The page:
Into Puebla & Headed South!

Cholula Travel Blog

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On Monday, February 18th, we regretfully left Huehuecoyotl Community, Tepotzlan and our good buddies Giovanni & Kathy. As per our new mutual agreement (after our "Trip from Hell") to travel in ways and make decisions that lessen our exposure to stress, we took Cuota (toll) roads from Tepotzlan to Puebla. Still managed to get a bit turned around getting onto the "periferico" (ring road) around Puebla to Cholula but that's the fun of it, right. Senales (signs) are simply not that great down here. At any rate, other than hitting OUR mirror at one of the tollbooths and then getting turned around a bit, it was less stressful than our trip to Tepotzlan  

We arrived at the Las Americas RV Park to find only two other "active" travelers here. There are a few trailers a that are stored here but the only folks actually staying here were Joan and Wally from Peterborough, Ontario and Raymond and Yvette from Milk River, Alberta. Raymond, a longtime Mexican traveler,  shared lots of great info re: our impending trip south to Oaxaca and Chiappas while Wally shared stories of woe re: their solar and electric challenges aboard their classic GMC Motorhome.

Went to "a nice grocery store" just up the road last night and I will let Susan fill in the details there. We suddenly found ourselves in a mall like the most modern ones in USA. Florescent lights and  loud music blasted us as we tried to search the Walmart grocery store for supplies. Masked workers offering us cheese and other items made it look like we were on a different planet.  If Mexicans from the city shop here there will most certainly be a major shift in diet to junk food and even more sugar products causing diabetes to soar. Ah, perspectives! Buying locally at farmers markets and small shops may be more important than we thought! I think we will stick to the local markets and enjoy the older style market places as long as they last in this ever changing culture.

Walked into Cholula today and visited the ruins of the Pyramid and the Centro. Walked up about a thousand steps to the Nuestra Senora de los Remedios church that lies atop a substantial hill of earth. Interesting that the Catholics chose to build their church atop this particular mound since it is the remains of the widest pyramid in Mexico and what would have been, in terms of mass, larger than the ones in Egypt. Some kind of ironic juxtaposition there -- a very Catholic church built, probably unknowingly, atop a very pagan temple! It is possible to go "inside" the pyramid through kilometres of tunnels archealogists have burrowed into it but we opted out. The walk to the church was enough.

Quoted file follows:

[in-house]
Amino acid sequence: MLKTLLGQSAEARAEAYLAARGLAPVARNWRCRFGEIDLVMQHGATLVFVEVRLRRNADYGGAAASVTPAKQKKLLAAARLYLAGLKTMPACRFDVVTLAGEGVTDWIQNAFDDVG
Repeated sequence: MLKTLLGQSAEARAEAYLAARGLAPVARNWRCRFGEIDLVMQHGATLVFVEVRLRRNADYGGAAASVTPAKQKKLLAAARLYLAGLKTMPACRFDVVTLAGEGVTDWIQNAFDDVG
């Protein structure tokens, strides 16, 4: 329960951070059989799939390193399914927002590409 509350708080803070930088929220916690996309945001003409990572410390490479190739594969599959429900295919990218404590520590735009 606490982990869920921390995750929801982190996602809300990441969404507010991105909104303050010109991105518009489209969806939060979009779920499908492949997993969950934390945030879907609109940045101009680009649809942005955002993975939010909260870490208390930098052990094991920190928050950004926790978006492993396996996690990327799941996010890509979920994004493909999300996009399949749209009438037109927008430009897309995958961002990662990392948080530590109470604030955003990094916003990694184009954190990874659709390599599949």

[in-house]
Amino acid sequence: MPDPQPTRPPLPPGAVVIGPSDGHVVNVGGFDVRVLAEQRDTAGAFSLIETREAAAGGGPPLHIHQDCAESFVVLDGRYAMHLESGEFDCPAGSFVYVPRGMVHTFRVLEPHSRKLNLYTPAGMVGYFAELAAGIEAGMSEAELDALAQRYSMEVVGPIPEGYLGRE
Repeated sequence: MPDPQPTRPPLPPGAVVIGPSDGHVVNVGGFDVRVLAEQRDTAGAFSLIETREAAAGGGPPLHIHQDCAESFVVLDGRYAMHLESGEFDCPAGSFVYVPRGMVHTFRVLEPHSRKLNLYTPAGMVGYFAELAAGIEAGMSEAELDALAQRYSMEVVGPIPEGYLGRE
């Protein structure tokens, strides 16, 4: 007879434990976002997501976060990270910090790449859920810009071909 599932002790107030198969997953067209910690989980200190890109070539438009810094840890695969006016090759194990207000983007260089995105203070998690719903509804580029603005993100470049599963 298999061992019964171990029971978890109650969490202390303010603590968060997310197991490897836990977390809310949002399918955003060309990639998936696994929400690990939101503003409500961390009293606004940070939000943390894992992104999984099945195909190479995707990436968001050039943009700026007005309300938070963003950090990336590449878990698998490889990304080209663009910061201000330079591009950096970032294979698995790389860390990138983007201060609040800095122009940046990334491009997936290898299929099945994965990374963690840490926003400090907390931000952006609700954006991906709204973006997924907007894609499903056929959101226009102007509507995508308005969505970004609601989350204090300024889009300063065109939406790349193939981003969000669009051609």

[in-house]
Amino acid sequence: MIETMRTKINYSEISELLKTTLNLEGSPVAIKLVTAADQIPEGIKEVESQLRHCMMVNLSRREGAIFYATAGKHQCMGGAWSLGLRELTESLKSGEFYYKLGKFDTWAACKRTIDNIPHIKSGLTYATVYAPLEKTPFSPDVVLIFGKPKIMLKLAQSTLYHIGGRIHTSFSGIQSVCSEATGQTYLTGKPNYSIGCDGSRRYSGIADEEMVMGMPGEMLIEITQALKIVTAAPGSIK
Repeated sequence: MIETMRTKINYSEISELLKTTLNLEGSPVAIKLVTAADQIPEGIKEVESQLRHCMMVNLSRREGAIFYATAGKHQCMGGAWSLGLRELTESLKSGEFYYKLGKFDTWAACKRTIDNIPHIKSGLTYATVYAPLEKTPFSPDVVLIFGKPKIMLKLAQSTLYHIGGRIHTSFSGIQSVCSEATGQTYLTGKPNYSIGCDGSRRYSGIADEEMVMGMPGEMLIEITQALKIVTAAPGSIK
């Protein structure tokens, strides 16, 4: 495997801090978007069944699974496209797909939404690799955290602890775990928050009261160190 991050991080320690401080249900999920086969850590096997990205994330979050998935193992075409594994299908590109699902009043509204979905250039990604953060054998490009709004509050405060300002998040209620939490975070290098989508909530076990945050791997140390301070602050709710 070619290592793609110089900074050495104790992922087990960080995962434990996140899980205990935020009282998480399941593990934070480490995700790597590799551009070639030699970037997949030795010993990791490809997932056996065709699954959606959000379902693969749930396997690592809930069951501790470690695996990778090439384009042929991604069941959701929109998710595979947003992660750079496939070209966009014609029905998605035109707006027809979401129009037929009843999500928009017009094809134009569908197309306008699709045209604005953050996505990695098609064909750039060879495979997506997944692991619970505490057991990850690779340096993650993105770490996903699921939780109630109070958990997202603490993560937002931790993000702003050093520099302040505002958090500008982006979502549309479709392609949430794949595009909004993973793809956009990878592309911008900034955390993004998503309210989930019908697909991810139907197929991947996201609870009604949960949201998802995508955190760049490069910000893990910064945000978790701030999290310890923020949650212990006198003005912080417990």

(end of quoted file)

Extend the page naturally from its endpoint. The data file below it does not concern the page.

Stopped at a street vendor for lunch of quesedillas and rice water and liked the blue corn tortillas so much we had the nice woman make up half a kilo to take home.


Went into the ex-Convento de San Gabriel, a Franciscan church and old seminary. I did see the sign extending the offer to become a Franciscan monk or priest. Passed as I'd already been there, done that. Grounds are nice and quiet - tranquilo - but must have been quite the place in its day. Can only imagine all the monks walking and meditating about in waht must have been then formal gardens.

We are ducking out early in the morning toward Oaxaca just in time to miss not one but two caravans of RVs from the States. Rosita, the owner of the park tells that she is expecting 40 rigs. I told her the Ingles translation for this is "sardines" -- not sure if she saw the humor - said it was good for the pocketbook! Glad we are going to miss it. We ran into a caravan last year at Villa Corona and, although they are great people who feel the need to travel together for security and safety reasons, the group as a whole can kind of dominate a campground and both tax the resources and be a bit demanding. Forty in a space the size of this park will be interesting. 

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photo by: Biedjee